Neptunian Maximalism - Solar Drone Ceremony review
|Album:||Solar Drone Ceremony|
|Release date:||April 2021|
01. Solar Drone Ceremony
It is only in the live setting where you can stretch a 16-minutes piece into a 52-minutes one.
Neptunian Maximalism shook the world last year with the massive triple album Éons. I'm not particularly sure how the jazz world reacted to that album, since it's much more of a jazz album than a metal one, but the metal world was in awe at the droning avantgarde jazz. I was in awe too. Naturally they were nay-sayers who called this "metalhead's first avantgarde jazz album", and I can kind of understand why. A lot of the jazz albums that I namedropped in my review aren't exactly that commonplace among metal fans, at least not to the extent that Éons' reach was. Naturally this isn't the first time that the metal and jazz worlds have met, nor is it necessarily the best one. Does that retract in any way just how massive and awe-inspiring Neptunian Maximalism's music is? Not one bit. If anything, I invite all who have discovered this branch of jazz through Neptunian Maximalism to dive deeper.
Solar Drone Ceremony isn't the first live album from Neptunian Maximalism, but it is the first one to be released after the band made it big with Éons' release. And akin to it, Solar Drone Ceremony is also released by I, Voidhanger records. So there's reason why comparisons to Éons feel natural, but there's still a big divide. Solar Drone Ceremony is a live recording of one song, which is a song from the The Conference Of The Stars EP from back in 2018. The recording was made in March 2020 in Brussels, before Éons' release. And, as stated, the original song is a 16-minutes piece. And here, in a live improvisational setting, it could be stretched in a way that the only way a studio can rival it is that time Type O Negative stretched Black Sabbath's "Paranoid" from 3 minutes to 7 minutes. But 52/16 > 7/3.
However, coming off a triple disc massive record, a 52-minutes one is somewhat of a change of pace. The entire package is more robust, but as a whole it is larger than any of the three discs, plus it being a single track makes it more cohesive, as much as the flow of any of Éons' discs was magnificent. It develops quite organically, each of its movements progressing naturally from its predecessor, moving with ease through mellow ambiance, droning distortion, dense crescendos, ominous chants, and psychedelic repetitions. There's a clear live feeling that admits some slight improvisational hiccups, as happens in live performances, but none that truly affect the immense flow of the piece. But because of how it is structured, it is still one piece, after all, so there's a lot of work needed to keep the momentum once the gears are in motion. With such a huge length, there's more need of immersion and less push for engagement. Rewarding for the patience and immersion, but exhausting if any of the two has its spell broken.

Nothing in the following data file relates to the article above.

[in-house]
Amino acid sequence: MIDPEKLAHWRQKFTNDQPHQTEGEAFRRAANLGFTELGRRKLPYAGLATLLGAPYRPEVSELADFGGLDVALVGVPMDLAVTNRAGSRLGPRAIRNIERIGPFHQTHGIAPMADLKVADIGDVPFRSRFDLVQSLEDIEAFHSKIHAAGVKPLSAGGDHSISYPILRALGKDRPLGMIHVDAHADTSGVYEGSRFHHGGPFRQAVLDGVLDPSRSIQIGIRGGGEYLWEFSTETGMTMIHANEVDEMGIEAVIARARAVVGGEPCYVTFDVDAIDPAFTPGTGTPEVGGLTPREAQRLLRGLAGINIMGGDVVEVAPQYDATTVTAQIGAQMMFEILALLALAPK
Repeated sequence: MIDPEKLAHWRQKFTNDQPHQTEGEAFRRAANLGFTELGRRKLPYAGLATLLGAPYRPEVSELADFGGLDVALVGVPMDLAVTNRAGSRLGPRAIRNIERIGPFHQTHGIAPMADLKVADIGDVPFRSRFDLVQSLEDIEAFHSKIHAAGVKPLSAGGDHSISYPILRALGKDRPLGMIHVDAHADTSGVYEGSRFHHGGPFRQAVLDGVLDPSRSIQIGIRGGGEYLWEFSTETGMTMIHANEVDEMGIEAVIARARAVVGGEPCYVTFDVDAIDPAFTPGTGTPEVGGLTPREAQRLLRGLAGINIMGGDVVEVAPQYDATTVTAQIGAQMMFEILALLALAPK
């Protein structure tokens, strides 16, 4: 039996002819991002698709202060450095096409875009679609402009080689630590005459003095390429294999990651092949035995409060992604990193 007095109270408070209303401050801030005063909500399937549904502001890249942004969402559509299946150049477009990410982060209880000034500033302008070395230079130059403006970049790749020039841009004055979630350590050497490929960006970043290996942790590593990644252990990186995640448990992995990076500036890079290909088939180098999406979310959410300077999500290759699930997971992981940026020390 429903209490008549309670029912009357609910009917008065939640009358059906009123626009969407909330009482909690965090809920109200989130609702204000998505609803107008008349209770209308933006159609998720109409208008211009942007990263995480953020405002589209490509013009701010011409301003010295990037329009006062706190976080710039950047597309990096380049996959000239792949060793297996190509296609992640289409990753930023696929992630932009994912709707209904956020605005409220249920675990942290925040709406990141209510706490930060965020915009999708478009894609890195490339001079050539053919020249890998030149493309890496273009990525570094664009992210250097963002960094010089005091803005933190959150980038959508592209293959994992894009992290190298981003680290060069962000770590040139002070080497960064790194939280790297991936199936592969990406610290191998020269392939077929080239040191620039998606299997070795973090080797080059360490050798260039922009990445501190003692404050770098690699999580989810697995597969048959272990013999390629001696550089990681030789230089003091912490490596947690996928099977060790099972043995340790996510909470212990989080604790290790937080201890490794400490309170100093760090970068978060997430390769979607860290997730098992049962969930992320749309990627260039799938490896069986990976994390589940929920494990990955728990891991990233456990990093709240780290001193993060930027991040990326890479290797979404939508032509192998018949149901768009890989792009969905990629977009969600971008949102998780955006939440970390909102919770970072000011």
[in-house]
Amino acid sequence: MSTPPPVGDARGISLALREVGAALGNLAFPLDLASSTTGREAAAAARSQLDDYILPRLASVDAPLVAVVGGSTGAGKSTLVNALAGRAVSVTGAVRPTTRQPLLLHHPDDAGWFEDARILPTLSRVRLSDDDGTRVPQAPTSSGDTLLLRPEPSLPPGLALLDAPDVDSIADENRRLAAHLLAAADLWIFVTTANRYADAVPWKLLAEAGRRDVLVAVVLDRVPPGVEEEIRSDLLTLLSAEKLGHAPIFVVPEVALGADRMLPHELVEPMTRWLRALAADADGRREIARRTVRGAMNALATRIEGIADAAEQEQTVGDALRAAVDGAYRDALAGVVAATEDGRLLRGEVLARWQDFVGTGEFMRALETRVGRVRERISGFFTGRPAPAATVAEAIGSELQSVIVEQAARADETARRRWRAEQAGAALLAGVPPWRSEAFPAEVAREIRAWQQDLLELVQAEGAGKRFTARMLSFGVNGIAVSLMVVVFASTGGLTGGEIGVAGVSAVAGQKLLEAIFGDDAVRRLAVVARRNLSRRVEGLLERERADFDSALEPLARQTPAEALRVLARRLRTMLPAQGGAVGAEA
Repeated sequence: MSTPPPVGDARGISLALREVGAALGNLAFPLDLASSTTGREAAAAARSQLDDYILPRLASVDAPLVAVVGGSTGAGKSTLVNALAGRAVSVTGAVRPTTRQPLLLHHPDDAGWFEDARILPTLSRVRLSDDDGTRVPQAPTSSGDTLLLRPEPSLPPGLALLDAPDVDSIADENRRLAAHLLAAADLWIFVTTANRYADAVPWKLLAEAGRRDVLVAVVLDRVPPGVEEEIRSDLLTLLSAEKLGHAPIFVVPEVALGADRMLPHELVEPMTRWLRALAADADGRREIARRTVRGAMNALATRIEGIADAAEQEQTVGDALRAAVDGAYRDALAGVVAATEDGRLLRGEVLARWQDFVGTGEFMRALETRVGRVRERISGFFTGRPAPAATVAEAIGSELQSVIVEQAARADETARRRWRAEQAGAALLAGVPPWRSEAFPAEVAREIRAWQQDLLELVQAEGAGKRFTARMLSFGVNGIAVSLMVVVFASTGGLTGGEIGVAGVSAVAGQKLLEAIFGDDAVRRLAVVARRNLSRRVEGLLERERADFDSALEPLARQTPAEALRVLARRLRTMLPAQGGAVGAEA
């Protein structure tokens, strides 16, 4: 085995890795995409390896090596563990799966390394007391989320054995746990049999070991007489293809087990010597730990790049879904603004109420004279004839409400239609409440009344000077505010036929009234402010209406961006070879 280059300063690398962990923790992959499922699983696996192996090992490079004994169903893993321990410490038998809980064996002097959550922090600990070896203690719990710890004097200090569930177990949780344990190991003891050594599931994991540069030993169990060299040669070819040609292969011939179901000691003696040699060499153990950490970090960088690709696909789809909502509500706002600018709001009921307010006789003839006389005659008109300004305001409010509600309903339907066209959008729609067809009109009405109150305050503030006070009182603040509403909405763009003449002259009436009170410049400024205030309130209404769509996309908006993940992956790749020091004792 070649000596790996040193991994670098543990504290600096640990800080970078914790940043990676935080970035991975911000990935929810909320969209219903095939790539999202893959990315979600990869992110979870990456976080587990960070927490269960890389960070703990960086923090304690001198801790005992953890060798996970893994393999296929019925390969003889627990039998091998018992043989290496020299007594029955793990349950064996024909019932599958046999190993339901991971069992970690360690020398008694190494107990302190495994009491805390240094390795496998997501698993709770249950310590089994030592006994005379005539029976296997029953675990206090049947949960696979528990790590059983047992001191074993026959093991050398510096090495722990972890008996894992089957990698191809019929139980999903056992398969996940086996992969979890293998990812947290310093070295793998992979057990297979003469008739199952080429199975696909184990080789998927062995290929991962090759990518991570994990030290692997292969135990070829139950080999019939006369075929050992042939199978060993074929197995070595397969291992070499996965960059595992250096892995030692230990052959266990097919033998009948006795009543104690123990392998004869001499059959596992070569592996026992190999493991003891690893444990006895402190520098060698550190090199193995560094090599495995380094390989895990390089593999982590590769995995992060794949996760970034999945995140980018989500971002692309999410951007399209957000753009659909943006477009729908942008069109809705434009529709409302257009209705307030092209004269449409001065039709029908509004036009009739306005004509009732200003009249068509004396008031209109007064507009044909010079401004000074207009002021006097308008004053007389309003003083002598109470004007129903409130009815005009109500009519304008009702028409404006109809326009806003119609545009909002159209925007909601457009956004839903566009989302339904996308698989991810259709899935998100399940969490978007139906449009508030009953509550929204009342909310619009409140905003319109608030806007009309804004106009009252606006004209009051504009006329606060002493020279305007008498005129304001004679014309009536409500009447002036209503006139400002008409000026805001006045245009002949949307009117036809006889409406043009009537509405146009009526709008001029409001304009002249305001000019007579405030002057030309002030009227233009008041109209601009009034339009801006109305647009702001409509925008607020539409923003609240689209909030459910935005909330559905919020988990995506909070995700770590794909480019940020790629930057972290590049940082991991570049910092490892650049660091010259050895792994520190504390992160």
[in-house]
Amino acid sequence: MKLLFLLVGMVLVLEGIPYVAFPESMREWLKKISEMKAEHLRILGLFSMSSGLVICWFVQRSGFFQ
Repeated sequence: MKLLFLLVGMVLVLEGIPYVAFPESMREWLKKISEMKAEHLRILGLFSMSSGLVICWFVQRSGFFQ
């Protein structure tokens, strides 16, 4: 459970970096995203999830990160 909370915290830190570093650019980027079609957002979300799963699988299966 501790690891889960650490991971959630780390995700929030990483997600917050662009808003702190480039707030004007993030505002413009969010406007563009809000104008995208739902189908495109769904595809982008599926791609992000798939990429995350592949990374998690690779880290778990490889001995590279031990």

So the bottom line is "it is only in the live setting where you can stretch a 16-minutes piece into a 52-minutes one". Solar Drone Ceremony is a live album. But we're not listening to it in a live setting. It worked as it was played towards the people in the audience, but it loses some of its steam when played on Bandcamp to people in their home. But this is pretty much the biggest flaw, and for such a massive piece, it is still quite an achievement and an exercise in monumentality.
And due to how astonishing the album cover is, I have to embed the Bandcamp in such a way to fully show it:
||Written on 09.05.2021 by|
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